Melbourne: Having been at the receiving end of some verbal volleys in the Brisbane Test, Australian pacer Mitchell Johnson says that India's sledging attempt at the Gabba last week backfired against his team.
Australia were in trouble at 247 for six when Johnson came to the crease, still 161 runs behind India's first-innings total of 408 when the close-in fielders tried to unsettle the burly pacer. But Johnson said that verbal exchanges only made his resolve stronger as he and skipper Steve Smith stitched a 148-run partnership.
Mitchell Johnson (R) acknowledges the crowd after reaching his half-century as skipper Steve Smith looks on during the third day of the 2nd Test match between Australia and India at The Gabba in Brisbane on Friday. Pic/AFP
"It took my mind off the game, which was a good thing because I wasn't focused on the scoreboard. I was able to go out there and play my shots. I wanted to play with good intent," Johnson said here today.
"I had a bit of a throw down (before play) and it wasn't quite the session I wanted. Then to go out there and cop it from a few of their boys, it just played into our hands. I was able to play my game and not worry about anything. It's all part of the game but I think it took them off their game. They went a bit too far maybe," he added.
Coming in at No.8 in the second Test, Johnson scored a valuable 88 in a match that Australia won by four wickets, giving the hosts a 2-0 lead in the four-match series. The 33-year-old southpaw, who singled out Rohit Sharma as the aggressor of the group, said that the batsman's dismal form in the match only proved that his plan turned against him.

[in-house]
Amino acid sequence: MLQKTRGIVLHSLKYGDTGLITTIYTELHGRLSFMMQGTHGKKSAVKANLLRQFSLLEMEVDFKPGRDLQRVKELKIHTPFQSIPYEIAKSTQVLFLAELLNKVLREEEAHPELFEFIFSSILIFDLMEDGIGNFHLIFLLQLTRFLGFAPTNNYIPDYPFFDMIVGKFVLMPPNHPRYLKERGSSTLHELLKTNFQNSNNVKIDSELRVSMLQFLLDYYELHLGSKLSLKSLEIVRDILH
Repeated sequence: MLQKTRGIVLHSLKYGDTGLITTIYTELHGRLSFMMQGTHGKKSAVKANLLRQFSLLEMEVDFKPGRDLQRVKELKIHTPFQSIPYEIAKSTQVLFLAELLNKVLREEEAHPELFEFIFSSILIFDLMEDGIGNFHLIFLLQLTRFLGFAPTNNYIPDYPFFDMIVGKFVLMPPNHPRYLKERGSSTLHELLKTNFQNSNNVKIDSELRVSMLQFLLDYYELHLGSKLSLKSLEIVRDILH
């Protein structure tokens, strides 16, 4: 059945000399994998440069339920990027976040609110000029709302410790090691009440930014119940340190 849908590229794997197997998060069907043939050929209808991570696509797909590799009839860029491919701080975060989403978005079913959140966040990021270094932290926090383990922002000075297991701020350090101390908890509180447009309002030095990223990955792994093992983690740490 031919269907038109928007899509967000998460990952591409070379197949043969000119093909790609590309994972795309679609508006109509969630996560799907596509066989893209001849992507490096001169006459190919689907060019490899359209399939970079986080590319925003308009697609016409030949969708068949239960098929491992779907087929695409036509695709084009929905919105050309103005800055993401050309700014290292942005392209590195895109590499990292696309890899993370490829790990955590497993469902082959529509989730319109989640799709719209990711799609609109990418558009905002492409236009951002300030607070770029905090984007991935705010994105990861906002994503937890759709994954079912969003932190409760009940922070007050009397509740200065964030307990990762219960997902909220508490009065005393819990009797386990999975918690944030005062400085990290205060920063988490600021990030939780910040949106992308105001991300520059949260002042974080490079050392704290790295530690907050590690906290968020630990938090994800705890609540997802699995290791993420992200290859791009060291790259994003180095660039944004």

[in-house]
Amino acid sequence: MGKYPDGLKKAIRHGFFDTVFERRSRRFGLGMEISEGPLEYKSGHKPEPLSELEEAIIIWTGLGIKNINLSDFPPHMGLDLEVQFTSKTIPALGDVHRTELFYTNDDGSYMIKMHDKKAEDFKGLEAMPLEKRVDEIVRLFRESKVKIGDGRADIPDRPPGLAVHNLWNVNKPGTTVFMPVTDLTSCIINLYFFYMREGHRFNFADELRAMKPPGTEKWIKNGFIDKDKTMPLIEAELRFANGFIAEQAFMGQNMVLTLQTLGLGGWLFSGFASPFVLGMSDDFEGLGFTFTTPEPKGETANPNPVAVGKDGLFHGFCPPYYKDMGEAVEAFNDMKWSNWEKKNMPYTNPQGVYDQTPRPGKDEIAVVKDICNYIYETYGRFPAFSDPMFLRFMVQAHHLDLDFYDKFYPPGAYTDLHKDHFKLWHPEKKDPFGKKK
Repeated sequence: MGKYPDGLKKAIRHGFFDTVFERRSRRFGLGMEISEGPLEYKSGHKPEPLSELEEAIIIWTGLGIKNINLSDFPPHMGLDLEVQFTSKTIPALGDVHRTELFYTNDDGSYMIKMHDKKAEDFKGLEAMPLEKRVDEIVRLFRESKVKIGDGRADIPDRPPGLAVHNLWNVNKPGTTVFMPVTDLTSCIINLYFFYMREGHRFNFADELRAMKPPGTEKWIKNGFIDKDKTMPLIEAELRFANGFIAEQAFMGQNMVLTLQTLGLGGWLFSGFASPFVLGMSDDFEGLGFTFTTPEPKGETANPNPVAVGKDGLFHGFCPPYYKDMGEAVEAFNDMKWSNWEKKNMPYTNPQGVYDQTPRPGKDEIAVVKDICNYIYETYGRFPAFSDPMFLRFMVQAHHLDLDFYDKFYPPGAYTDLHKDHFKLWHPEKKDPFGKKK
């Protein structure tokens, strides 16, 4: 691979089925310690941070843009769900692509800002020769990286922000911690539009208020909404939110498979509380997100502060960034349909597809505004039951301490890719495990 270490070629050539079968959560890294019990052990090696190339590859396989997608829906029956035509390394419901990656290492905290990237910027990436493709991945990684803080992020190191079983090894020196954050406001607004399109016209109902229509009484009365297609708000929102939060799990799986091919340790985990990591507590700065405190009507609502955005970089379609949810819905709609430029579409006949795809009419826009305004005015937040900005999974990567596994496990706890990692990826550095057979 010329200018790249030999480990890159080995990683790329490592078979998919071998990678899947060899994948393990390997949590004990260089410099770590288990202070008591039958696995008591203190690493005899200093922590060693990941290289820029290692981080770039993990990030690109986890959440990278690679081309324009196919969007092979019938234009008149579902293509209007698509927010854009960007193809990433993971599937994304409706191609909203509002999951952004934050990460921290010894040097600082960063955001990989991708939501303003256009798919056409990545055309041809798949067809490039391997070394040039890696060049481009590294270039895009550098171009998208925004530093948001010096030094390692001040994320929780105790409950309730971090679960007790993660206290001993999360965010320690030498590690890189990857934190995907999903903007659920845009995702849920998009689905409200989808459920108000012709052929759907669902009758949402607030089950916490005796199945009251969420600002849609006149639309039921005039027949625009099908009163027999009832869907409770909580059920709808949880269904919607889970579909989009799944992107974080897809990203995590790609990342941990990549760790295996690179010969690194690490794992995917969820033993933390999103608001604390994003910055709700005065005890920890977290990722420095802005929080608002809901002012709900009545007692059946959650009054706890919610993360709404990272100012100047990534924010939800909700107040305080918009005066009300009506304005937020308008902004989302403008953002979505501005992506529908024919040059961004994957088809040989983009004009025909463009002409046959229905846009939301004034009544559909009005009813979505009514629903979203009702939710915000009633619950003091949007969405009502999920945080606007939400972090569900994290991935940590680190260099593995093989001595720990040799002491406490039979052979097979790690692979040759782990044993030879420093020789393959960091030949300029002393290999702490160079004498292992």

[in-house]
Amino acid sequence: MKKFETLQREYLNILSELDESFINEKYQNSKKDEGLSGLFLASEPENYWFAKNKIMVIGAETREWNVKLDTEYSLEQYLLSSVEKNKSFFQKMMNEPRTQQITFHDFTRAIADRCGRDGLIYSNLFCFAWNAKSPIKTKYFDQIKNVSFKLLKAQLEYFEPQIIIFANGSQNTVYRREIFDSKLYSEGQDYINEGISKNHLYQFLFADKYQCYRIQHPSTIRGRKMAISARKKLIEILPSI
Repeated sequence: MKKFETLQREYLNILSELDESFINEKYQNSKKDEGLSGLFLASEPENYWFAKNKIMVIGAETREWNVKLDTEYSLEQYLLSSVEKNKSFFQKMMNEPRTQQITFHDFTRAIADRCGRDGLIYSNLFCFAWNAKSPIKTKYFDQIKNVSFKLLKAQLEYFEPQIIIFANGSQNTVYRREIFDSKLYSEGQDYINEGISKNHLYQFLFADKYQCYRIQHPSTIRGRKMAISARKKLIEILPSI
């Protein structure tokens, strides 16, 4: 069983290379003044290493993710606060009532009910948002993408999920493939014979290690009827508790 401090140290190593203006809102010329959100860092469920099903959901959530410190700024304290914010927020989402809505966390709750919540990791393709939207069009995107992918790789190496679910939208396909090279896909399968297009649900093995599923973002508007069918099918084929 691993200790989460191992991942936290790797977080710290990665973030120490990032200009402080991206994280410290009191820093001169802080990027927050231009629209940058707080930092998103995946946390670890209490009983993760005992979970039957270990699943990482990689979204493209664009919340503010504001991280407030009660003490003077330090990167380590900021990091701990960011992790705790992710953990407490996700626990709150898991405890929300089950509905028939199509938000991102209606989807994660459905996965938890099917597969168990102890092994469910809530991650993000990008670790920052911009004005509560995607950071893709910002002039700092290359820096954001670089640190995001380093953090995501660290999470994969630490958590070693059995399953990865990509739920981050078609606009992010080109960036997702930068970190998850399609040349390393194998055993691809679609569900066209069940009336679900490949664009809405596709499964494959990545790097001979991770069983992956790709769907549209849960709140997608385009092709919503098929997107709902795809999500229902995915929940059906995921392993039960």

"I said a few words early and then just let it go after that and just started smiling at Rohit Sharma," Johnson said. "He seemed to come in a fair bit and had a fair bit to say. I don't think he had the greatest game and I think maybe he was just a bit frustrated," he said.
But by his own admission, Johnson welcomes the verbal barrages while batting and detests them when he has the ball in his hand. "I think when I'm batting I like to get it because it gets me going. Batting wise I don't think it would've affected me. I've always enjoyed that side of it," he said.
"It's probably just been more the bowling side where the confidence has been a bit low at times and I've probably let that stuff affect me. But batting wise I've always enjoyed that contest. I want them to come hard and take them off their game," he concluded.
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